Linguistic studies of signed languages, including phonological, morphological, and syntactic phenomena as well as meaning construction, discourse, and variation. This priority supports cross-linguistic comparison among signed languages as well as research on language contact and historical change.

  9. Interpretation and Translation
    Research examining processes, practices, and pedagogy involved in interpreting for hearing, hard of hearing, deaf, and deaf-blind individuals in a broad range of settings. This priority relates to situations involving Deaf and hearing interpreters working with signed and spoken languages or other visual or tactile communication systems. In addition, this priority concerns literary and other translations involving signed languages.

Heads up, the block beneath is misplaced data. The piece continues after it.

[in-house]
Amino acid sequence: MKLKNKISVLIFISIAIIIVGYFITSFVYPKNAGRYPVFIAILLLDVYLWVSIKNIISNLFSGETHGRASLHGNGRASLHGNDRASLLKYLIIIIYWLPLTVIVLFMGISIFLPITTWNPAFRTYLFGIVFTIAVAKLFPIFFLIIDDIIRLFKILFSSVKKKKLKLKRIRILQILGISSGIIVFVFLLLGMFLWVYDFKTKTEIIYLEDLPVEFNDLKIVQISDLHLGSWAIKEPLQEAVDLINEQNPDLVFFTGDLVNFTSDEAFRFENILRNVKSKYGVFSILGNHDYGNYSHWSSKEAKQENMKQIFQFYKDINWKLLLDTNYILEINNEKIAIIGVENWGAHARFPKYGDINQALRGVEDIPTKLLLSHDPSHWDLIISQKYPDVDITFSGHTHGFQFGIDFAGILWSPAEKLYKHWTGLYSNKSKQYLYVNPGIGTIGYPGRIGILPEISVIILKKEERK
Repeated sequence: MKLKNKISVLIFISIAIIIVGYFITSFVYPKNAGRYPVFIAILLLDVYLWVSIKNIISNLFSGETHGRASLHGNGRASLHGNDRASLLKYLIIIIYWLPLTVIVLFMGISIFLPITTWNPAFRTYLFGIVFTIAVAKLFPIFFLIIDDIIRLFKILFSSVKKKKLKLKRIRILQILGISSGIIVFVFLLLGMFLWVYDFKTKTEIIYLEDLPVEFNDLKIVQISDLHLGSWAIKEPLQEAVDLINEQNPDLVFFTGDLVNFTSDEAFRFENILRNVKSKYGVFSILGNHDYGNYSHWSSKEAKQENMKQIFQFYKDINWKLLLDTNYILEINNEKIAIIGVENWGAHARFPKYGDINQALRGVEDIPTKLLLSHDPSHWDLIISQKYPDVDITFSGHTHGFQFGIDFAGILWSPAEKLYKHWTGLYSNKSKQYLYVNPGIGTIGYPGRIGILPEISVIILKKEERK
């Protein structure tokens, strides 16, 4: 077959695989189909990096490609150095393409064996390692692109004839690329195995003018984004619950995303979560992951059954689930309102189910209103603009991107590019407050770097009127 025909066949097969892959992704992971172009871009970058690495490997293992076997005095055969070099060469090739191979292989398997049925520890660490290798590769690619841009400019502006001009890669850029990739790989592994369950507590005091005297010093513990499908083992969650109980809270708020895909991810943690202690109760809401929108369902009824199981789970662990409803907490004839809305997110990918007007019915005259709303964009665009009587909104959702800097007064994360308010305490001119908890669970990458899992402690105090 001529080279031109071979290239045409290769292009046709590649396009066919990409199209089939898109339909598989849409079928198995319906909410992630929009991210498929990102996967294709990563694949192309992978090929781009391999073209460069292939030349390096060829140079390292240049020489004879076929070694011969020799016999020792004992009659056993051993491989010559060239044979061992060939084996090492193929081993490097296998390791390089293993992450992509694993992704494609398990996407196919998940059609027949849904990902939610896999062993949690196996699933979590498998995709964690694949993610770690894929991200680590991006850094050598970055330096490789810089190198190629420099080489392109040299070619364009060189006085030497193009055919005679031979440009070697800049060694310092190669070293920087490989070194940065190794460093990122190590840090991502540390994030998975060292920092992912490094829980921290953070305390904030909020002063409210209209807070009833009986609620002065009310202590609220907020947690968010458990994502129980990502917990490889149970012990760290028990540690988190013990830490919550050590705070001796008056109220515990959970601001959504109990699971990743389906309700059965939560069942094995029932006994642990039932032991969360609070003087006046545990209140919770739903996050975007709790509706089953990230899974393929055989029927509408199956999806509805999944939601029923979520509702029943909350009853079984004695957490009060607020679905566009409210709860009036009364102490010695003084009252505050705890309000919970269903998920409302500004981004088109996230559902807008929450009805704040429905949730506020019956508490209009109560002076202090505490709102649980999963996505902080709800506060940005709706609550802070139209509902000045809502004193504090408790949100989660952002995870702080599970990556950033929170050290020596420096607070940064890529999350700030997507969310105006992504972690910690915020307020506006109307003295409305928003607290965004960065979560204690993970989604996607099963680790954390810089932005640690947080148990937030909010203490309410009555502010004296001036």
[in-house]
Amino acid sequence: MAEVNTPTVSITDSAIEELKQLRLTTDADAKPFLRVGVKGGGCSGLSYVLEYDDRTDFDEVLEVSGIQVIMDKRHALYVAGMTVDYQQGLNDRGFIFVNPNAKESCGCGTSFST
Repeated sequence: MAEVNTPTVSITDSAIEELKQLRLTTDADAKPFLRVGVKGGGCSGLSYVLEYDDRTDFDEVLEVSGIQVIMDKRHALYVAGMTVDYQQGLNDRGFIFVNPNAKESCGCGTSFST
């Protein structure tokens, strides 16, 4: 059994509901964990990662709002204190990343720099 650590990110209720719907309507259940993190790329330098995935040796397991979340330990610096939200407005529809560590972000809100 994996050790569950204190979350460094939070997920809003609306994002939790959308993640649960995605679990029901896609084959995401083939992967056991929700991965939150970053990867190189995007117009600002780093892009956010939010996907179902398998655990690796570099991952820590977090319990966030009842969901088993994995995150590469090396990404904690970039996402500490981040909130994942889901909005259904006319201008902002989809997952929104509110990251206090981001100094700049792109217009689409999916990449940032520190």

10. Studies that Inform Public Policies and Programs
    Research essential for the development, administration, and evaluation of public policies and programs affecting education, mental health, communication access, medicine, employment, and other services used by deaf and hard of hearing people throughout their lives.

  11. Technologies that Affect Deaf and Hard of Hearing People
    Studies of technology's impact on the lives of deaf and hard of hearing people, including research on and development of technologies and media aimed at enhancing communication.

  12. Assessment
    Research related to the development, translation, validation and practical application of appropriate tools, techniques, and models for assessing a wide range of characteristics, skills and abilities of deaf and hard of hearing people.